Just over a month after the neighboring Rite Aid closed, property managers of the Staples office supply store on Whalley Avenue, which will close Nov. 21, are already in talks with prospective tenants for both properties. Yale is not purchasing the lots, said Abigail Rider, Associate Vice President and University Properties Director.

Staples employees at the store said they could not comment on the closure. The Staples corporate human resources department did not return multiple telephone calls and voice messages for comment. One employee, who declined to give his name because all employees were instructed not to talk about the closure, said that all eight current employees at 84 Whalley will be transferred to other Staples stores nearby.

The Staples and Rite Aid lots are owned by a New York surgeon named Monquidh Al-Sawaaf, who is the senior partner at Whalley Avenue Associates, a company that manages property on Whalley Avenue, including the Courtyard Marriott. Dan Charest, the operations manager of the Acre Group, the New Hartford-based property management firm that manages both properties, said that both Staples and Rite Aid terminated long-term leases. He said that Staples’ management did not want to stay in business at its present location.

“I can’t really say why they decided to close,” Charest said. “But generally, retail stores close because sales aren’t there — we certainly would’ve have liked for [Staples] to renew.”

Charest declined to give further details about Staples’ lease.

Sheila Masterson, executive director of the Whalley Avenue Special Services District, a private urban planning and consulting company, said that she did not know the reason for Staples’ move.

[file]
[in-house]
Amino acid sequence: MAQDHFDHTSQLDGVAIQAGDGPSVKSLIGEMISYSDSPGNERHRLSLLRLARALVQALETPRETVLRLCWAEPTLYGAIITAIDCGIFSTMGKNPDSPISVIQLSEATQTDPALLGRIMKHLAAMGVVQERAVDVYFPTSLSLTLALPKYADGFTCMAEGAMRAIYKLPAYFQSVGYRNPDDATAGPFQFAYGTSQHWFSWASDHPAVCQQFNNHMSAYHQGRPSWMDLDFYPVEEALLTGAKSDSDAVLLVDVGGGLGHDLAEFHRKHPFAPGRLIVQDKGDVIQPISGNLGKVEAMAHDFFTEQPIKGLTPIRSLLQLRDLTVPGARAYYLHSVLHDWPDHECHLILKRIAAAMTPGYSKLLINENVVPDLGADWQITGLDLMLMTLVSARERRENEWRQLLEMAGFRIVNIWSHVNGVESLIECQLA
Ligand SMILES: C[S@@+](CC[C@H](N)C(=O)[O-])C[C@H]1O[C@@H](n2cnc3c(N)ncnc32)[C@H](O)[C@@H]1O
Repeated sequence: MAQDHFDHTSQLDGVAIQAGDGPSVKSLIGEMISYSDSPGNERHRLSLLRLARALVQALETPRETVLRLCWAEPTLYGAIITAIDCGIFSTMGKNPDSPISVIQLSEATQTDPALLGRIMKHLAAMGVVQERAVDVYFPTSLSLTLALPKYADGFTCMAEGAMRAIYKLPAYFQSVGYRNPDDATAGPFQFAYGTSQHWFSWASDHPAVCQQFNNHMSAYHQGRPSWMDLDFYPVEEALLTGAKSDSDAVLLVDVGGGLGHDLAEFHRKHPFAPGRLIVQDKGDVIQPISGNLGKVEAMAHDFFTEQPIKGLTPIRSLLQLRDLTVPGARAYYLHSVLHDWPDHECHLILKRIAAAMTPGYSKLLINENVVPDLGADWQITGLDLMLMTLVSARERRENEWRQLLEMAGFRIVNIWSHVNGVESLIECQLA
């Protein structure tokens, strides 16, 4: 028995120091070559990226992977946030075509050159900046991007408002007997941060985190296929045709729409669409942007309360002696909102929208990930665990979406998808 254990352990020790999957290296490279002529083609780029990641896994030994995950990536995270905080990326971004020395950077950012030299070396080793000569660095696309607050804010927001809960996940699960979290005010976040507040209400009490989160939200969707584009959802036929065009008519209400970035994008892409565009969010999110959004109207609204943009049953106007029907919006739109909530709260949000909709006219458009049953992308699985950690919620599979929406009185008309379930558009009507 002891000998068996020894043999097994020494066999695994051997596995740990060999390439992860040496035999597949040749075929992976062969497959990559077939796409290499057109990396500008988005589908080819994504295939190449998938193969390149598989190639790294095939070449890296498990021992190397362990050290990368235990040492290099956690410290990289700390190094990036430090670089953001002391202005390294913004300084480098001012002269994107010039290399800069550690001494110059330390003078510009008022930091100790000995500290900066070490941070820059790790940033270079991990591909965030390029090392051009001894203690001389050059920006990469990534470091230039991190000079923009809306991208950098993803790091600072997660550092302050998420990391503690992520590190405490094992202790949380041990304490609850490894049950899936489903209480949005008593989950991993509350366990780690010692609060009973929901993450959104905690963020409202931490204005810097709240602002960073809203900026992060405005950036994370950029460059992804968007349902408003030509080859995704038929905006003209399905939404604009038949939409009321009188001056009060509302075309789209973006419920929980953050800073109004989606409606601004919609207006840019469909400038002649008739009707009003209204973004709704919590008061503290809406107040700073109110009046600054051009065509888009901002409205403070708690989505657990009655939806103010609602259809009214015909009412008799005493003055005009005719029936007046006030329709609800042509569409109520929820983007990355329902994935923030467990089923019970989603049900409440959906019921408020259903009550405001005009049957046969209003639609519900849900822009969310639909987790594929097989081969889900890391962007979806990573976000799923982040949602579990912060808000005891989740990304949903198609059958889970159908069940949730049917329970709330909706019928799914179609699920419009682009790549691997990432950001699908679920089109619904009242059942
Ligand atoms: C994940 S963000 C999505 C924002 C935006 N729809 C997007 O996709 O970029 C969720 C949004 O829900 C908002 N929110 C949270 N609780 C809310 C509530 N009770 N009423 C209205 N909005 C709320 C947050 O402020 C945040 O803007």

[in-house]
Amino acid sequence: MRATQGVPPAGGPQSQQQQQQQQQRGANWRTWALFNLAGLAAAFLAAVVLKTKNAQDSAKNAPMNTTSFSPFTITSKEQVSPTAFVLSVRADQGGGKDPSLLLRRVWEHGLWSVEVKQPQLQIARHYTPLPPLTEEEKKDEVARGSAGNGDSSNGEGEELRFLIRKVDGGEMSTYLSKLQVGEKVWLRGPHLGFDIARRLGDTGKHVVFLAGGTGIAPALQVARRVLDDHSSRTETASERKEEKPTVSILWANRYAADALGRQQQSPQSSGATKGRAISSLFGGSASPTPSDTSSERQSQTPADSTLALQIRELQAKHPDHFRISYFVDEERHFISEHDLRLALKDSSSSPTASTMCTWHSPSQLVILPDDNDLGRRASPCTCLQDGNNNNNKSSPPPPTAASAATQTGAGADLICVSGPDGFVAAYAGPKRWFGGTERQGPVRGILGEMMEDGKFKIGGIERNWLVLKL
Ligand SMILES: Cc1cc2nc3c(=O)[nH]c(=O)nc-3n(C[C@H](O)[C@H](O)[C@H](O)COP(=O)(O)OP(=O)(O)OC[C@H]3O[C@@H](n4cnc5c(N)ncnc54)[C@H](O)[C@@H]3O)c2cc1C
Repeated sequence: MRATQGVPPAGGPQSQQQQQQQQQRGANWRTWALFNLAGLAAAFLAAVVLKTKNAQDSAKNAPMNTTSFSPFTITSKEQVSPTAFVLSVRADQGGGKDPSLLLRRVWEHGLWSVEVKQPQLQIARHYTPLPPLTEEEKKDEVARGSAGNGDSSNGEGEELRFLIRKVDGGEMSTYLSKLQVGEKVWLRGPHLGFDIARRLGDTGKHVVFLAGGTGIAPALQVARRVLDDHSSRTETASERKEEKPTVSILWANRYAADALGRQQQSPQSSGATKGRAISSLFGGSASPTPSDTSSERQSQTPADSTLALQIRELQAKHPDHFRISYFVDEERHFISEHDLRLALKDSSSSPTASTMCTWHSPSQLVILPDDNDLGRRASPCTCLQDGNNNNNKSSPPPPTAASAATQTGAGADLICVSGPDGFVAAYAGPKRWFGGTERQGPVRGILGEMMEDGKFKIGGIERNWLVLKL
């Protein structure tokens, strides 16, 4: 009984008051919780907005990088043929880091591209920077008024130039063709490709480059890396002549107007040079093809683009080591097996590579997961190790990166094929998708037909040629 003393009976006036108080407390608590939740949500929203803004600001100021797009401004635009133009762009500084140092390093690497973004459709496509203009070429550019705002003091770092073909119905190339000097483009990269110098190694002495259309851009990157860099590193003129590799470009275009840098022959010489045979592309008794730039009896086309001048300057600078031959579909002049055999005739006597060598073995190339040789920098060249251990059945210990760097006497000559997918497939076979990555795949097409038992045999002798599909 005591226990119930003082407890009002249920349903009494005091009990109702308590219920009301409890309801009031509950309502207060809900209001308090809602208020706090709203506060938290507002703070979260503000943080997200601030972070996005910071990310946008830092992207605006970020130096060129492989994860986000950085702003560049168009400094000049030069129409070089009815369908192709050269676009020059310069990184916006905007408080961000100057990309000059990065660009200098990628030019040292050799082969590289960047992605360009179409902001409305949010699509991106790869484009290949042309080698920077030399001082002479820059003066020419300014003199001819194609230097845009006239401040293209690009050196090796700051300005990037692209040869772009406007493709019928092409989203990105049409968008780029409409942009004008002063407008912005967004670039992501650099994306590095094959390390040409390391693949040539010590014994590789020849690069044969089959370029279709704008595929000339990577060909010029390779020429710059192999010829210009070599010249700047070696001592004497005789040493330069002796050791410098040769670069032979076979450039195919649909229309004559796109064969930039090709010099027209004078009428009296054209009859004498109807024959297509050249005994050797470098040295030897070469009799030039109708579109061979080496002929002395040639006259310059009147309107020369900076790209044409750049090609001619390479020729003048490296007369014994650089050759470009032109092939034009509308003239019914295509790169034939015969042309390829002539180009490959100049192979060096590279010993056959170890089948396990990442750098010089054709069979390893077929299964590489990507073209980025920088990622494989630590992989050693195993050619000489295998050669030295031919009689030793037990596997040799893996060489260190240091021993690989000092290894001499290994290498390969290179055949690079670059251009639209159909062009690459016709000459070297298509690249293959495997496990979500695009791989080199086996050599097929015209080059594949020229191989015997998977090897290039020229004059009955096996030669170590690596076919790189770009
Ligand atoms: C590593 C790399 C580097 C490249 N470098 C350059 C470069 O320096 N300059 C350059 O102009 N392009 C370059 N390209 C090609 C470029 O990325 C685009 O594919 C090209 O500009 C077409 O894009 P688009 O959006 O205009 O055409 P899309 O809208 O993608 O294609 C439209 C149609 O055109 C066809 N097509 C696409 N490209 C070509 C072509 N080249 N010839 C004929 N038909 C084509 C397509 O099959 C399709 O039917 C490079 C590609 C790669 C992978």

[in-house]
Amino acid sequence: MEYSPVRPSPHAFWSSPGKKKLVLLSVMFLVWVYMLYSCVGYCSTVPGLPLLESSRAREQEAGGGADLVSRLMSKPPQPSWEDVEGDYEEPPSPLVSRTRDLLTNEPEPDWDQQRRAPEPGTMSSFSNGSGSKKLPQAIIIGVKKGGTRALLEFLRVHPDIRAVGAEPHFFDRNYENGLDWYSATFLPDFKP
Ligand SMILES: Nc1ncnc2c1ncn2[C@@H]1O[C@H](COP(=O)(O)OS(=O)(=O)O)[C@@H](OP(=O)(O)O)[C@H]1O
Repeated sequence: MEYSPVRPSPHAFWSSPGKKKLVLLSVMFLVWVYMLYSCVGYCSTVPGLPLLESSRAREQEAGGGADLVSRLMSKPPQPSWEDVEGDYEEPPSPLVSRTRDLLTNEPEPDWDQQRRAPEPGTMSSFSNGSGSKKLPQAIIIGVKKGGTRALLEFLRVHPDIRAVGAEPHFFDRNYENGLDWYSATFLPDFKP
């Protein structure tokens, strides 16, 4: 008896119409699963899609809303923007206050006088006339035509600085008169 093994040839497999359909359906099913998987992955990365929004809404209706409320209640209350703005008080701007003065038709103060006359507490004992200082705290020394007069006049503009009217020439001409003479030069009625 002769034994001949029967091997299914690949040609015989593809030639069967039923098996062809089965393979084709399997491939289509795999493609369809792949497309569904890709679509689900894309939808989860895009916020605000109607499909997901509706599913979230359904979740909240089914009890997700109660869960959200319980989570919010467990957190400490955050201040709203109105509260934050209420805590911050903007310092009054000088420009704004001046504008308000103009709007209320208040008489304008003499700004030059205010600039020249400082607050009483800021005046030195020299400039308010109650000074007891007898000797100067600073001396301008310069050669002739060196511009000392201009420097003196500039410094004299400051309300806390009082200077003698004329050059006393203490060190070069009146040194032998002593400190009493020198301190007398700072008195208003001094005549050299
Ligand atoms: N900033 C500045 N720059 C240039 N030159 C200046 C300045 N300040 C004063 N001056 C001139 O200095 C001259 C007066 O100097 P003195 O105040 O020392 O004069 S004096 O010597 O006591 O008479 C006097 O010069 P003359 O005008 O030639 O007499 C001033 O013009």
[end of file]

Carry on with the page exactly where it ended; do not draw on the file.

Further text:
“We know that both Staples and Rite Aid wanted to renew their leases,” she said. “My understanding is that there was no specific factor that caused them to vacate the lot.”

Both Masterson and Charest said it was important that a new tenant is found for the lots, and that they do not have fixed views on what businesses they would like to see located there..

Masterson said that currently no contracts are in the works for either site, but acknowledged that a number of parties have expressed interest. Neither Masterson nor Charest would name the potential tenants for the sites.

Masterson explained that leasing commercial space requires a prospective tenant to complete a lot of paperwork and put in a lot of time. As a result, prospective tenants are reluctant to have their names released early in the process in case the New Haven Board of Zoning Appeals does not approve a contract or the contract falls through for other reasons, she said.

Charest stressed that his company has made it a priority to lock down a new tenant.

“We’re very concerned,” he said about the fact that the company is currently not earning any income on the soon-to-be-vacant lots. “It is our intention to talk to any interested party.”

News of the imminent vacancy at 84 Whalley Ave. surprised employees at some neighborhood businesses. Andrew Bonia, the assistant manager at the Yale Bookstore, joked that with Staples joining the growing list of shuttered businesses, there will be “no stores in New Haven.”

Of the six students interviewed, all said they had shopped at Staples and were disappointed that the store was closing.